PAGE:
Vilela et al. [45] informed that such holes can be formed by the action of adsorption, as yeasts are normally characterized by their egg shape and the smoothness of the surface. With a magnification of 15,000×, it is noticed that the capsule’s core has a slight irregularity with holes along its whole length, which means that the internal morphological structure and the surface of holes were available to the molecules of AFs. Similar results of specific surface area were reported by De Rossi et al. [46].
The appearance of bud-like structures on the surface of bacterial cells was only noticed in the AFs-treated cells. Besides, the morphological changes involved the asymmetrical and coarse surface of the bacterial cell wall. It can be assumed that the interaction between AFs and the teichoic acids surface and beta-d-glucan structure of the L. rhamnosus cell wall might cause the structural variations noticed in SEM imaging. The same result of morphological alterations on the bacterial surface against AFB1 was observed by Liew et al. [20].

3.5. Cytotoxicity Assessment of Activated Charcoal

The results of cytotoxicity in the current research contradicts the findings of Kalagatur et al. [44], who reported the non-toxic effect of A. carbon against neuro-2a cells, displaying 95.46% of live cells. The toxic effect may result from the size and shape, porosity, surface functionality, surface conductivity, or, frequently, the toxic guest species allied with these materials during processing [47]. The IC50 value of A. charcoal was 45.9 µg/mL, and this result was considered in the application process, as added A. charcoal did not exceed 40 μg/g in dark chocolate.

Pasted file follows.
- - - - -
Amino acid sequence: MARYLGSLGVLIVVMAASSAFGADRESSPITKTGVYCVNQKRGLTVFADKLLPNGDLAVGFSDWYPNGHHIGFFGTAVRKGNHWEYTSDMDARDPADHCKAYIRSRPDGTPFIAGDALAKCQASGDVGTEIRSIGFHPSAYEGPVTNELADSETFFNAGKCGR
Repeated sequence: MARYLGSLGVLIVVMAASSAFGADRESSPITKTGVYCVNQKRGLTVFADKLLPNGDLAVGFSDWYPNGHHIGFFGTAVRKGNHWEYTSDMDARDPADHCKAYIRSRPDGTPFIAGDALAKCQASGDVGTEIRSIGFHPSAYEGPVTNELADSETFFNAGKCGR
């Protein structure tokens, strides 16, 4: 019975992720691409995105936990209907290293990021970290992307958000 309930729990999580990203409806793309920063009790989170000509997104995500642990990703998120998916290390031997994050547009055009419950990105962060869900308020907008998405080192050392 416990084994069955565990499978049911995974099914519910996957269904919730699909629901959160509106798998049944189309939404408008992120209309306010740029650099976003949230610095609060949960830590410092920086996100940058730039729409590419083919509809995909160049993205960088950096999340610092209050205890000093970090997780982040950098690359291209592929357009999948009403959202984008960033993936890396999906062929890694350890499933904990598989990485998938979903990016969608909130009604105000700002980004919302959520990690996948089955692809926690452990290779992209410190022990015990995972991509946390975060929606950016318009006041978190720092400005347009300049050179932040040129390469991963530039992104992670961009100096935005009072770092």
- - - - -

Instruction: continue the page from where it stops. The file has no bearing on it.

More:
3.6. Sensorial Properties of Tri-Mix-Fortified Dark Chocolate

In the present study, dark chocolate exhibited grades of (much-like > 8.0) for all sensory attributes before and after adding tri-mix. This finding disagrees with Ronald and Normalina [48], who found that the supplementation of dark chocolate cake with A. charcoal enhanced its odor and overall interpretation. As hypothesized, A. charcoal acts as a taste- and odor-eliminating agent, so it might adsorb some of the volatile compounds responsible for the aroma and taste perception of dark chocolate. The color and appearance ratings showed the same values of 8.4 and 7.9 in both chocolates, which might be due to the black color of the A. charcoal hidden with the color of the dark chocolate, enhancing its color. This result agrees with Ronald and Normalina [48] who recorded a much-accepted appearance of dark chocolate cake after adding charcoal. This study determined that the tri-mix-fortified chocolate had a negligible impact on the adsorptive abilities of the tri-mix. Therefore, we suggest the application of tri-mix in manufacturing dark chocolate. The amount of A. charcoal used in this evaluation was ideal as it caused a minimal effect on the sensory scoring of dark chocolate. We should consider that A. charcoal is a relatively unspecific adsorbent; hence, essential dark chocolate nutrients could also be adsorbed particularly if its concentrations in the food are much greater than those of the AFs.

4. Conclusions